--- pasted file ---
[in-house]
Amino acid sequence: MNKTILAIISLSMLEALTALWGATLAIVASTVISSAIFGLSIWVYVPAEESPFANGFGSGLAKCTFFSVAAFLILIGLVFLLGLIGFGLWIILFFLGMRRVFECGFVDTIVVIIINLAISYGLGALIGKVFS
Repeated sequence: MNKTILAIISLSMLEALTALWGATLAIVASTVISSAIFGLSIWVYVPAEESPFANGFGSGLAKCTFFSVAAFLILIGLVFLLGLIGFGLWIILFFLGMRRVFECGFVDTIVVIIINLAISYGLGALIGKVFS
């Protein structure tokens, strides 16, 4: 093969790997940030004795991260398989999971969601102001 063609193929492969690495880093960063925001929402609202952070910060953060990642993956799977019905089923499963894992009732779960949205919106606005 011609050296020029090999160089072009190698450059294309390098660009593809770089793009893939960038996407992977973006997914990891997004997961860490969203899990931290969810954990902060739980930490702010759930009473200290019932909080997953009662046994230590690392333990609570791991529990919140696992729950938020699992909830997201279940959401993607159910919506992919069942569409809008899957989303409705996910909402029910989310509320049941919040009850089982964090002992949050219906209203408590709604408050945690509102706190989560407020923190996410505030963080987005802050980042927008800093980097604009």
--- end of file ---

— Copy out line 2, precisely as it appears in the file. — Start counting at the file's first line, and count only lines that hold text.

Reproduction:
Amino acid sequence: MNKTILAIISLSMLEALTALWGATLAIVASTVISSAIFGLSIWVYVPAEESPFANGFGSGLAKCTFFSVAAFLILIGLVFLLGLIGFGLWIILFFLGMRRVFECGFVDTIVVIIINLAISYGLGALIGKVFS